The first loan, of just $150, was enough to purchase two more 10,000 liter water tanks.  Each tank was installed in an easily accessible location of Ponda Mali, and regularly refilled with treated drinking water.  In each location, Bernard hired a local resident to manage sales and care for the water tank – creating employment while improving health in the community.  The venture was a success, and in April Bernard raised a second loan of $473.  He is investing that capital in additional water tanks, each managed by a resident of the local community.

Bernard has used a relatively small amount of loan capital to improve the lives of hundreds of people.  He is now responsible for distributing thousands of liters of water every day to homes throughout Ponda Mali.  But he has never forgotten to share news of his success with us.  Today, he posted this update:

“To all my lenders, thank you a lot. Because of you, Elimika Primary school will now have water within their school compound. Through your lending, I bought a water tank for the school.”

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You may learn more at Bernard’s Zidisha loan profile page.

Is direct P2P microlending financially sustainable?

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By Julia Kurnia, Director

At Zidisha, we are pioneering something that has never before been tried: direct person-to-person lending across international borders, without any local bank intermediaries, loan officers, or brick-and-mortar offices.  It’s a disruptive innovation that has dramatically reduced the cost of lending to the world’s most marginalized communities.

Web-based P2P microlending is so different from traditional staff-intensive microlending methods that developing it has involved a lot of trial and error.  With no road map to follow, experience was the only way to know for sure what would work. Since founding Zidisha in 2009, we have continuously adjusted our lending model in response to actual user behavior.

This is a by no means exhaustive list of the changes we have made in the past year alone:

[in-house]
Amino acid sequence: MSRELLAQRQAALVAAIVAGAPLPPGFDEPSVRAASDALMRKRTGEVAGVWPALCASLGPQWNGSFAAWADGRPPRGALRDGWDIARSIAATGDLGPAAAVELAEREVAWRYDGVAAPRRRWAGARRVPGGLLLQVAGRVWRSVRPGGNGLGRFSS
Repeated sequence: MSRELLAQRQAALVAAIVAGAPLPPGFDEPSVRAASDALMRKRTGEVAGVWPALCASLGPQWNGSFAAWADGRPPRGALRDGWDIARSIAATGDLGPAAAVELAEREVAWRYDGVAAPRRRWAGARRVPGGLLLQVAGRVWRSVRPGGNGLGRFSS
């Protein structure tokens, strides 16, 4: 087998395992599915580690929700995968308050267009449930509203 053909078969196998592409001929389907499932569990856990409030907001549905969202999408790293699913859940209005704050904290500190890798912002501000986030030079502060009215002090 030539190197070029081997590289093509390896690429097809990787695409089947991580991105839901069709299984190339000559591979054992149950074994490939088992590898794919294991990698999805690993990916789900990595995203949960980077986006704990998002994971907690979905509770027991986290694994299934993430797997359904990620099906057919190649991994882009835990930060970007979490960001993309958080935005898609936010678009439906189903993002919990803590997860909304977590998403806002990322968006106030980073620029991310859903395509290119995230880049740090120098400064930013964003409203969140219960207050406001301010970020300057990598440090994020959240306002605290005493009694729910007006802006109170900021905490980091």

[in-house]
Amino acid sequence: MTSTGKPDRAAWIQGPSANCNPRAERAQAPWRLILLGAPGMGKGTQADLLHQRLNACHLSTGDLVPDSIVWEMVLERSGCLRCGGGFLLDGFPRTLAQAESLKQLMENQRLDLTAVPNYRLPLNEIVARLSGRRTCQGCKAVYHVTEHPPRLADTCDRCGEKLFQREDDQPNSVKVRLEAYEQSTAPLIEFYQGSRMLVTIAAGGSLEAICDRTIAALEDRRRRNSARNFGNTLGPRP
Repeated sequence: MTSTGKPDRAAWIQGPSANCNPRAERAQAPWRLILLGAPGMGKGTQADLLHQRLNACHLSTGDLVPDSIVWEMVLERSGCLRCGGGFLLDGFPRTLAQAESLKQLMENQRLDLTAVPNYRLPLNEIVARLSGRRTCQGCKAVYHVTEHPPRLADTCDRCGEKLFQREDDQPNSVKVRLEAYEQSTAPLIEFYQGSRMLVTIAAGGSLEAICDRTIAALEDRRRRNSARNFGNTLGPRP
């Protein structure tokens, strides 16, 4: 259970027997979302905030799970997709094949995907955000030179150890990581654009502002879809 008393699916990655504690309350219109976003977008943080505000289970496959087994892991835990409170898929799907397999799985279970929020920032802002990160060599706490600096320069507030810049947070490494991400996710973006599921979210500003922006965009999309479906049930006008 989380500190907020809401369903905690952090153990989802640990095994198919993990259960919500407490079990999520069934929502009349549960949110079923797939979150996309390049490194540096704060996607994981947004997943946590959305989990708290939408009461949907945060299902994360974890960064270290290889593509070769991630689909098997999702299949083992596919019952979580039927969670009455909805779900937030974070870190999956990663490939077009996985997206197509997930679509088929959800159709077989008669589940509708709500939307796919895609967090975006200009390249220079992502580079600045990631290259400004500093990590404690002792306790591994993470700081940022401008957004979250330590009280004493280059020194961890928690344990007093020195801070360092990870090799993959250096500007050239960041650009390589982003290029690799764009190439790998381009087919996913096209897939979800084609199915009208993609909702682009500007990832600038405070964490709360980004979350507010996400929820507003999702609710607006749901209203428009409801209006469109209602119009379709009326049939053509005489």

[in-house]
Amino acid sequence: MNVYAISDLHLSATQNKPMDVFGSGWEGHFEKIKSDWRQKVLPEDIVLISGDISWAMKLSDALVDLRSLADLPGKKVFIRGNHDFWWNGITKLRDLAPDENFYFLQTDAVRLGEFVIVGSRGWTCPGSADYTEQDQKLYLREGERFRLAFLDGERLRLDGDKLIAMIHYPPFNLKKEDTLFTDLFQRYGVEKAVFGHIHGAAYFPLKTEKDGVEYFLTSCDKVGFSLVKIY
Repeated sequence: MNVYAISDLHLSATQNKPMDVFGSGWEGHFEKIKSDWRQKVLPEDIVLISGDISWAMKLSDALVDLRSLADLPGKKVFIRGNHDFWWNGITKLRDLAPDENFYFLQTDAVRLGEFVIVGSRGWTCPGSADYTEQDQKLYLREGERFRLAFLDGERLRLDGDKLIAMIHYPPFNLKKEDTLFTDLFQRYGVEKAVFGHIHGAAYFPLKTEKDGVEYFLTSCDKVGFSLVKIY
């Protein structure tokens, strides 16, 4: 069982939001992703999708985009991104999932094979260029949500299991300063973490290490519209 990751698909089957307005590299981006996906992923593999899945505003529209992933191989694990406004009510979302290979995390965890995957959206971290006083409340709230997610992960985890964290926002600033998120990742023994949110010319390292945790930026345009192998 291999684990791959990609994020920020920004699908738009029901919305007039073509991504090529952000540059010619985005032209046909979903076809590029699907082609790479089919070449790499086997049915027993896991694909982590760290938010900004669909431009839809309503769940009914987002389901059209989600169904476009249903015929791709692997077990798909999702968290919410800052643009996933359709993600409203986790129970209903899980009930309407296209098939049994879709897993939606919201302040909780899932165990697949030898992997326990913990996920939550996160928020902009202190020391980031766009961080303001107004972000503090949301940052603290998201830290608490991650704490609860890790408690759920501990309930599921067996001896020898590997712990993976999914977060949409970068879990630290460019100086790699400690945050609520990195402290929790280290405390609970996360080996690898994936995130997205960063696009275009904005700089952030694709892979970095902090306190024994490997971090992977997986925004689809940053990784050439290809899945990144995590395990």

• Requiring loan applicants in most countries to link a unique Facebook account to verify their online identity and make it more difficult for third parties to create proxy accounts
  • No longer requiring loan applicants to have a credit history with a local bank in order to join Zidisha, as this proved too difficult to reliably verify
  • Enlisting the help of fellow borrowers to mentor new members and follow up on repayments, as many borrowers were keen to volunteer and play a larger role in the Zidisha community
  • No longer contracting with local organizations to perform credit checks, as this was difficult to scale without opening the door to bribery
  • Using an invite bonus program to encourage borrowers in good standing to invite trustworthy new members
  • Relaxing admittance criteria (which had been too easy to game in practice), and reducing the size of first-time Zidisha loans to limit losses until a borrower has proved their reliability
  • Establishing strict on-time repayment performance standards in order to progress to the next loan size
  • Displaying on-time repayment scores on each loan page to encourage borrowers to keep this metric high
  • Replacing recommendation forms signed by community leaders with SMS verification of loan applicant identities with family and neighbors
  • Using machine learning to detect fraudulent applications
  • Transitioning from monthly to weekly repayment schedules in most countries, as it proved easier for most borrowers to make small weekly payments than to save up bulk sums each month

This graph tracks changes in on-time repayment rates at Zidisha since we initiated most of these changes: